Optogenetic Modulation of a Minor Fraction of Parvalbumin-Positive Interneurons Specifically Affects Spatiotemporal Dynamics of Spontaneous and Sensory-Evoked Activity in Mouse Somatosensory Cortex in Vivo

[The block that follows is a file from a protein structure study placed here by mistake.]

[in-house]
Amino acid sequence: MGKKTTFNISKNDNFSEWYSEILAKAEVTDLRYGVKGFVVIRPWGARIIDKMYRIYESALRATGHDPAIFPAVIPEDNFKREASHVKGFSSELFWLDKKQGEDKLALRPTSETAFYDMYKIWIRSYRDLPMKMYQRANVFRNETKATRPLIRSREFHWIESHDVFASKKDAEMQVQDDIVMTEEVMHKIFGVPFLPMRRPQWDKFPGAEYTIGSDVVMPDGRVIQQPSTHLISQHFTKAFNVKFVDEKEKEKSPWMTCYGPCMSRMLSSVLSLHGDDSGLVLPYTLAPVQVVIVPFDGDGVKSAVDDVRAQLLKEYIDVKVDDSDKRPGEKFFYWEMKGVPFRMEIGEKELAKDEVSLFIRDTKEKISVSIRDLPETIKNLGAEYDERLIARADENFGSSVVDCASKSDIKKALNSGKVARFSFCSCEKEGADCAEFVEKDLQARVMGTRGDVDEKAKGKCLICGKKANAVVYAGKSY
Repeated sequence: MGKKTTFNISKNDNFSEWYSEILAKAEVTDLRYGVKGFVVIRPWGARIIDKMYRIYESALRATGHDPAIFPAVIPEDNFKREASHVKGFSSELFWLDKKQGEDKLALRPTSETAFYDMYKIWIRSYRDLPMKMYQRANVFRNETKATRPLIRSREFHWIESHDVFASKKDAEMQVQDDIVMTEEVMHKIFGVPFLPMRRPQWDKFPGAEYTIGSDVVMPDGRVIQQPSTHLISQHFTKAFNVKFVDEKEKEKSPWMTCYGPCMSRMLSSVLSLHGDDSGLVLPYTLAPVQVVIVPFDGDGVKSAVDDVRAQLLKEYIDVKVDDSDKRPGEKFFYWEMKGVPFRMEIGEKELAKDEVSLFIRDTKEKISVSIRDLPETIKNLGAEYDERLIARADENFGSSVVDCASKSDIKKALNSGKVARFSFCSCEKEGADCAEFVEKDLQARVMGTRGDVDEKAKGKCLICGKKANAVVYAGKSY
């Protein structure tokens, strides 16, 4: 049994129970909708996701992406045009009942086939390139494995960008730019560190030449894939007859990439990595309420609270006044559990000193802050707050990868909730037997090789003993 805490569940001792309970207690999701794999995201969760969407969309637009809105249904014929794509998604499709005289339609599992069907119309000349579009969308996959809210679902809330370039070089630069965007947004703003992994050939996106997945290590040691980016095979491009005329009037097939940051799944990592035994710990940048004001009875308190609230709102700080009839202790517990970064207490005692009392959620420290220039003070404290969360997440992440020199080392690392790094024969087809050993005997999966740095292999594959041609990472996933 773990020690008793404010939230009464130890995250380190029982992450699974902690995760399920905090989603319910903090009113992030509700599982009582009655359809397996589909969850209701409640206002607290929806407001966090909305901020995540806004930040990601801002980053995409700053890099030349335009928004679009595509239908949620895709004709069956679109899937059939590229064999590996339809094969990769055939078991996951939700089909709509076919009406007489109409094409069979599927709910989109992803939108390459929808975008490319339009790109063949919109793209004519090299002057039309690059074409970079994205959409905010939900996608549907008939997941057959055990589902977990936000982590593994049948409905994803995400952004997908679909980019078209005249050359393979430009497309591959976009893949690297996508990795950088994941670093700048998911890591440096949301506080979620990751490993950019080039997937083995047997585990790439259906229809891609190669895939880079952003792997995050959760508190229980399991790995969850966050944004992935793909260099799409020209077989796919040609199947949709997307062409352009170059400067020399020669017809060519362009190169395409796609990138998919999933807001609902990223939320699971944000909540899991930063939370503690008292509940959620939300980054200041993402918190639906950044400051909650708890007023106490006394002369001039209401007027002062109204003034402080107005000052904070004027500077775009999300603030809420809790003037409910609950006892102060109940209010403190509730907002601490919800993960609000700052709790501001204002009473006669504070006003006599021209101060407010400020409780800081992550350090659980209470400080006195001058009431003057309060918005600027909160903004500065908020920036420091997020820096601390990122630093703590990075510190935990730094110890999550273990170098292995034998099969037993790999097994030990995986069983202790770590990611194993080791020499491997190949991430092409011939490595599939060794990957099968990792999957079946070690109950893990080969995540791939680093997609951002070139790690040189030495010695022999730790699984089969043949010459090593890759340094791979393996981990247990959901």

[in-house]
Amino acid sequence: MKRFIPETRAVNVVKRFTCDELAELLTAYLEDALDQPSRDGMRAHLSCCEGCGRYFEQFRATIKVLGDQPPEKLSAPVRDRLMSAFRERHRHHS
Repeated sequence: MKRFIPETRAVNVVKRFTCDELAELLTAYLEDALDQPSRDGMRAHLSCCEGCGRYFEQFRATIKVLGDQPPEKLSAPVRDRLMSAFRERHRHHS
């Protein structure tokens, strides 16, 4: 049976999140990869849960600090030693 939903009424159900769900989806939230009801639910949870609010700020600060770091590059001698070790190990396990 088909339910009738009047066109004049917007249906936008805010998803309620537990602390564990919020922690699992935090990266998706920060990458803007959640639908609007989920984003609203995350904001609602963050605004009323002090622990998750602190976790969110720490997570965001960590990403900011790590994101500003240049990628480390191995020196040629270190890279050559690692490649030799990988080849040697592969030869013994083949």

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Parvalbumin (PV) positive interneurons exert strong effects on the neocortical excitatory network, but it remains unclear how they impact the spatiotemporal dynamics of sensory processing in the somatosensory cortex. Here, we characterized the effects of optogenetic inhibition and activation of PV interneurons on spontaneous and sensory-evoked activity in mouse barrel cortex in vivo. Inhibiting PV interneurons led to a broad-spectrum power increase both in spontaneous and sensory-evoked activity. Whisker-evoked responses were significantly increased within 20 ms after stimulus onset during inhibition of PV interneurons, demonstrating high temporal precision of PV-shaped inhibition. Multiunit activity was strongly enhanced in neighboring cortical columns, but not at the site of transduction, supporting a central and highly specific role of PV interneurons in lateral inhibition. Inversely, activating PV interneurons drastically decreased spontaneous and whisker-evoked activity in the principal column and exerted strong lateral inhibition. Histological assessment of transduced cells combined with quantitative modeling of light distribution and spike sorting revealed that only a minor fraction (˜10%) of the local PV population comprising no more than a few hundred neurons is optogenetically modulated, mediating the observed prominent and widespread effects on neocortical processing.

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